Chicago Police Department homicide detective Michele Wood is expanding her beat outside the city limits and onto TV.
Wood stars in thenew true-crime series “Dead Again,” debuting at 9 p.m. Thursday on A&E Network.
She joinsJoe Schillaci (“The First 48”), a 30-year veteran of the Miami Police Department, and retired NYPD detectiveKevin “Spider” Gannonon a team that re-examines controversial murder cases across the country.
“Dead Again” is executive produced by Dick Wolf (“Chicago Fire,” “Law & Order”), whose nonfiction series “Cold Justice” on TNT has a similar conceit.
The eight hourlong episodes of “Dead Again” havethe trio of investigators visit a reconstructed crime scene — withno shortage of blood, if the season premiere about a youngOhio mother whose throat was slit in 1999 is any indication.
We’re told Wood, Schillaci and Gannonhave no prior knowledge of the crime or the verdict. Their job is to work the case anew before coming to their ownconclusion about who’s guilty.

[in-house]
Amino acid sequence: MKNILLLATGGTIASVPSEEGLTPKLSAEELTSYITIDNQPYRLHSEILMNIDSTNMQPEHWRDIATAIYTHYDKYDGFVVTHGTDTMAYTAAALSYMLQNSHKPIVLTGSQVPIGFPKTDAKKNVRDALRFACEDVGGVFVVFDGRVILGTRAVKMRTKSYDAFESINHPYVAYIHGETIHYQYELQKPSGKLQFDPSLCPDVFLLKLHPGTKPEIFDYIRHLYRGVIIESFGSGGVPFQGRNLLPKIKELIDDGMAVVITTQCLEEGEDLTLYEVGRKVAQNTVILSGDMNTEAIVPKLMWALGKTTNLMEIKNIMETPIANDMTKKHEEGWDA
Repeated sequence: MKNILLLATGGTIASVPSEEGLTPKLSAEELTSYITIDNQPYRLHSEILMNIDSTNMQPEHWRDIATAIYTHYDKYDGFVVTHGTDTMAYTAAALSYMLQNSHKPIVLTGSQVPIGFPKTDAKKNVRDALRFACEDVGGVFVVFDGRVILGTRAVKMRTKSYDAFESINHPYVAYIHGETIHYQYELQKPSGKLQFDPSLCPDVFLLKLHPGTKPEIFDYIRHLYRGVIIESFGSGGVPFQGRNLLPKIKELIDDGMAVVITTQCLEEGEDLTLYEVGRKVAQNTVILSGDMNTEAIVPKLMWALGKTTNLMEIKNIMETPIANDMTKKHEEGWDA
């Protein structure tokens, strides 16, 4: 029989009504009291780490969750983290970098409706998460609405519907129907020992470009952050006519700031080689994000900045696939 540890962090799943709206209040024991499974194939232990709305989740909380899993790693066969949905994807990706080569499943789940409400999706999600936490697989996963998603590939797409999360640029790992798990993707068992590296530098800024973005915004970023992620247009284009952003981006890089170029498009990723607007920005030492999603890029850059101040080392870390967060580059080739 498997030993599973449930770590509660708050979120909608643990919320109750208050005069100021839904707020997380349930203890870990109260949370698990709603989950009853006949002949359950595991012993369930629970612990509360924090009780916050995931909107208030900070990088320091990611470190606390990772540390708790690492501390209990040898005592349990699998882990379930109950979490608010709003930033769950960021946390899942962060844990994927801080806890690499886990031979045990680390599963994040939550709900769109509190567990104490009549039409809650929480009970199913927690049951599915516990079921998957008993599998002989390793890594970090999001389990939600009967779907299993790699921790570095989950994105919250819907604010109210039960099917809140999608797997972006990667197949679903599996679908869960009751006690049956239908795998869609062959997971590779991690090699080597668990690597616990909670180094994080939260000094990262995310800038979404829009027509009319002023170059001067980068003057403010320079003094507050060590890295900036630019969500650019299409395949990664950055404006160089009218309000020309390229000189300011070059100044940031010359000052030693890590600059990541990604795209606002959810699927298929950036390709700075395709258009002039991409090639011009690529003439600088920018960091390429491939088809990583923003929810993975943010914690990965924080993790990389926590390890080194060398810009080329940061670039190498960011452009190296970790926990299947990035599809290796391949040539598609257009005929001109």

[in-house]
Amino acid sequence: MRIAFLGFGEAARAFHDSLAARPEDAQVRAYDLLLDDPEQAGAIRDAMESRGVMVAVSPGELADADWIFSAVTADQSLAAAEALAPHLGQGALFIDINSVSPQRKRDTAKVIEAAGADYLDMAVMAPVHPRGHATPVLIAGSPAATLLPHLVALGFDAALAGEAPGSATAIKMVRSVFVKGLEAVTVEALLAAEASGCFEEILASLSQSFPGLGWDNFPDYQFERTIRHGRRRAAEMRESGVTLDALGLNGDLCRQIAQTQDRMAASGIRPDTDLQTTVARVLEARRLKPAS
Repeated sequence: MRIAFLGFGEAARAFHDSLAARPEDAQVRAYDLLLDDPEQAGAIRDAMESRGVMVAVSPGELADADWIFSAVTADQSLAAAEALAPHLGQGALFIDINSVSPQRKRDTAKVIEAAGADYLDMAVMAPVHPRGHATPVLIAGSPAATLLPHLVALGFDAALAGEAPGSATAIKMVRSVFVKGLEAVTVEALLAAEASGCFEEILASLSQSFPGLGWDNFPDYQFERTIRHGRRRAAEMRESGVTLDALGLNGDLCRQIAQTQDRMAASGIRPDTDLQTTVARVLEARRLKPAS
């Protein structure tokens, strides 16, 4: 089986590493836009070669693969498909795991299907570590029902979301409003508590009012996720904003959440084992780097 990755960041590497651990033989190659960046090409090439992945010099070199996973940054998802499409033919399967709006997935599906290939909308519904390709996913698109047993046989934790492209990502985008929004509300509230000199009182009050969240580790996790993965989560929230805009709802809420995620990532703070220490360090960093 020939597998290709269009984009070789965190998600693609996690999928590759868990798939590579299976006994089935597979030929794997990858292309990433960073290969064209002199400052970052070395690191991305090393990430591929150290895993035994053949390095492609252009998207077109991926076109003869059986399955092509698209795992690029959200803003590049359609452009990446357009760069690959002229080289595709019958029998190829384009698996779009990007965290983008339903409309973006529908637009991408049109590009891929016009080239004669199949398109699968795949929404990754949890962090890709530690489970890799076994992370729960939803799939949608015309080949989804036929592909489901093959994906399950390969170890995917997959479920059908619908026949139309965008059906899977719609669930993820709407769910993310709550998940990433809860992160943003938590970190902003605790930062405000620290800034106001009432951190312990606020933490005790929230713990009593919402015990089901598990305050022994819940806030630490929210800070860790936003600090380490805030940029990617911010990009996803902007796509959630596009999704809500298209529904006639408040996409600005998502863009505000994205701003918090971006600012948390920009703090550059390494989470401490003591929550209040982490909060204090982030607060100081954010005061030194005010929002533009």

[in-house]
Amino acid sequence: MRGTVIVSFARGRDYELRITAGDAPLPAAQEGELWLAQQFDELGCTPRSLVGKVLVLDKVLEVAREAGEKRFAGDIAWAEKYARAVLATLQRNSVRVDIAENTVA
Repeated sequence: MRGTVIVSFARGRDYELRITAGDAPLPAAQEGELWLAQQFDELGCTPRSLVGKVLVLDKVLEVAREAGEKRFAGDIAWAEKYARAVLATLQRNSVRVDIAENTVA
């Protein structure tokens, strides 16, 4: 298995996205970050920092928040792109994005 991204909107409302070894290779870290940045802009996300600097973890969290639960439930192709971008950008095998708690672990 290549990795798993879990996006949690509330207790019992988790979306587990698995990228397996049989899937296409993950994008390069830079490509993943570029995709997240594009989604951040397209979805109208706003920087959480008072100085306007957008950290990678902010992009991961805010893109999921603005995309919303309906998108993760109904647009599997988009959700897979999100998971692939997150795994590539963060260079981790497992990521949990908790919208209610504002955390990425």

In a decent bid to build suspense, viewers discoverat the end whetherthe new set of investigators reachedthe same findingsthat were handed down in real life.
Watching these detectives walk into a reconstructed crime scene as if it’s the real thing feels like the gimmick that it is. But if you’re a diehard fan of true-crime TV, you’ll probably want to add this one to your rotation.
I was supposedto interview Wood, a 13-year veteran of the CPD, for this story. But she and a network spokeswoman called off our talk when I declined their request not to identify Wood as an active member of the CPD. I was told she’ll be described in the show more generally as a homicide detective in Illinois, even though press materials and a rough cut of the pilot made available for review say she’s from Chicago.
This isn’t Wood’s first time in front of the camera. Various internet bios of the Chicago-born law enforcerdescribe her as an actress, fitness model, Ms. Bikini America contestant and star of a WWE commercial.
In 2011, she and fellow detective John Korolis competed as investigators on ABC’s game show “Take the Money and Run.” Their sleuthing skills won them $100,000 that was donated to the Chicago Police Memorial Foundation.